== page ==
‘No, take it to Pepper, she can use it for kindling.’
‘Burn it!?’ Lavinia stared up at Jane, her eyes brimming with sudden tears. ‘You love this candlestick! You love all the things in here.’ She looked around at the ornaments. ‘And so do I, your room has been like this forever Jane. Forever! I came here to play the first day you moved in. I helped you make it pretty and perfect.’
‘I love it, too. I love everything in here; but these are all the pleasures of my childhood, and that time is over. I am a Knight of the King’s Guard, your Little Majesty, and you know what that means.’
‘Yes, I do!’ Lavinia handed Jane the broken candlestick, ‘go and instruct Rake to mend this. I command it.’
Theodore eased himself up into his saddle. Jane’s admiration for the old knight was matched only by her concern for him. His age had become the subject of whispered debate around the Court. The man remained agile, and his mind and eye were as sharp as ever, but he would be no match for a younger man in combat. In the two years since Jane and Gunther had completed their training, there had only been small border skirmishes with neighboring kingdoms, nothing for Jester to write a balled about, nothing to test Sir Theodore’s stamina in battle.
It was midmorning, and already the day was as hot as Pepper’s oven. They had saddled up in a narrow band of shade still afforded by the high stone walls of the stable yard. No-one was dressed in heavy armor, they were greeting a known friend, their escort a simple sign of respect.
‘Come,’ Sir Theodore turned his horse to the main gate and led them out. ‘We shall meet our guest at the causeway.’
‘I wonder if he will bring gifts again,’ said Gunther. ‘I still have the drinking horn he gave me last time.’
‘He can keep his gifts,’ Sir Ivan snorted. ‘The man gave me powder for my bed lice. I think it fed the wretched things. Fat as slugs the next day, and twice as many.’
‘I remember,’ laughed Sir Theodore. ‘I believe he was sporting with you. We shall take him up on it tonight.’
‘He gave me a hair clip,’ said Jane, ‘Very pretty and much more suited to Pepper, so I gave it to her. I wasn’t offended, he didn’t know me well enough. I was just another girl.’
‘And impressionable,’ Sir Theodore slowed his mount so that the four were riding side by side. ‘You were rather taken with him as I remember.’
‘Not with him. With his stories, his tales of high adventure.’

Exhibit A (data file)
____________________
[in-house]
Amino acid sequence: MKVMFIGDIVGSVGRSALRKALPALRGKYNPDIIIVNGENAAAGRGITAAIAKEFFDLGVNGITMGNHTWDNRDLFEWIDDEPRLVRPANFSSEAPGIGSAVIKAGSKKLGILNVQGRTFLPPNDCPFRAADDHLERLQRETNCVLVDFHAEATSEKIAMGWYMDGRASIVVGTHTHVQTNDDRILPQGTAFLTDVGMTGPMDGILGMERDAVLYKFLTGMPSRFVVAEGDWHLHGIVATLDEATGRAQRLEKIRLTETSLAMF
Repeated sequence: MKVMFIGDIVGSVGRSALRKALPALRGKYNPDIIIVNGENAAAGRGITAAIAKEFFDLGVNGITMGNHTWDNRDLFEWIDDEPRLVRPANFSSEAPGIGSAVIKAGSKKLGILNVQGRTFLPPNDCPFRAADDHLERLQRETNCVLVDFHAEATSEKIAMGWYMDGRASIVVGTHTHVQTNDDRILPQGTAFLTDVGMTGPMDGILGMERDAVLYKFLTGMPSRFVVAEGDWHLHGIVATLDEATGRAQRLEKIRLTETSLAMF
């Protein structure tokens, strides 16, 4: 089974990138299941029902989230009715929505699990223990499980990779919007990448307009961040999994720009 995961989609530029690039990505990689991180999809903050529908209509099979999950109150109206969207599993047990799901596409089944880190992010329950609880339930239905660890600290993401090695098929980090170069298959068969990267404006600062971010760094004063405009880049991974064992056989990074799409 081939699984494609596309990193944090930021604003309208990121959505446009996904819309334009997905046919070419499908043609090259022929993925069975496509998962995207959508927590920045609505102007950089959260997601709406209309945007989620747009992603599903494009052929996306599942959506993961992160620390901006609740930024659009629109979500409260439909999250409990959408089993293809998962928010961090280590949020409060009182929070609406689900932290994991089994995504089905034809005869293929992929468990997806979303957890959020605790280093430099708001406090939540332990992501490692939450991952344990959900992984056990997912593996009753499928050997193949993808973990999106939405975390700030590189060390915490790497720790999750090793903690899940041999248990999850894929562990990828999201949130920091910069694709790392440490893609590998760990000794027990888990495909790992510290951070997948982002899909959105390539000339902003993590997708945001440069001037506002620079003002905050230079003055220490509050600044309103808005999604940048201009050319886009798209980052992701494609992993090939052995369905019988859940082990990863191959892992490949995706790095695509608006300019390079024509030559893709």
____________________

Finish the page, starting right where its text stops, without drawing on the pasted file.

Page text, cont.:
‘Is that so?’ the old knight raised an eyebrow, ‘I don’t see how, given that Haroldus only read them in the tavern.’
‘Indeed, he did,’ Jane dropped her voice to a low growl to mimic Sir Theodore’s own. ‘A knight of the King’s Guard will learn to creep up on the enemy unannounced. Practice this at all times, Jane.’
‘Ha!’ Sir Ivan slapped his thigh. ‘She has you there, right enough.’
‘Then I must learn to be more specific in the future.’ Sir Theodore raised his hand and brought the small company to a halt in the shade of a large tree, the last shade on the road down to the wharf. Haroldus was riding across the causeway towards them.
‘We can watch him do the last furlong. My relationship with him is too old, and the day is too hot, for me to afford him more effort than this.’
Jane watched their visitor approach. From this distance he looked just as she remembered him, and far younger than Sir Theodore. Jane looked sideways at her captain. When had these two been brothers in arms?
‘Greetings,’ roared Sir Theodore as their guest drew near.
‘And to you, my dear Theodore,’ Haroldus called back. Jane instructed her mount to step sideways, clearing a space between herself and her old captain. The mare was well behaved, trained by Smithy who had coached Jane on how to get the most from her. Haroldus nodded to her as he walked his mount into the vacant space.
‘It’s been too long,’ he said, as he grasped Sir Theodore by his forearm. Then he turned to Jane.
‘And greetings to you, Jane Turnkey. You were but a string bean when I was here last. Now a full knight of the guard by all reports. My heartiest congratulations to you.’
‘Thank you,’ Jane dipped her head in acknowledgement.
‘The first girl to become a knight in these parts. Quite a novelty, but then Theodore has always encouraged roads unknown.’
‘As have you.’ Sir Theodore turned his horse. ‘Come, let us escape this heat. It may be fierce, but it’s no match for the stone walls of the castle.’
Sir Theodore and Sir Ivan took the lead, with Haroldus riding between them. Jane and Gunther fell in behind.
‘In these parts,’ whispered Gunther, ‘did you hear that? So, you are not such a novelty after all, Jane.’
‘That’s a comfort, Gunther. I thought I was the only woman who could knock you from your horse. It will be good to share that burden with others.’
‘Once! You did it but once, and only because your green frog unsettled my poor horse.’
‘Then we must arrange a re-match. Without Dragon looking on.’
‘Done.’ Gunther stuck his chin out. ‘Name the time and place.’ Jane glanced sideways at him. Why did Gunther always set himself up for failure like this? They both knew he was no match for her.
‘This evening,’ she said.
‘Yes, first thing after supper. Why, is that a problem? Will you be swooning under the balcony of Lady Rose again?’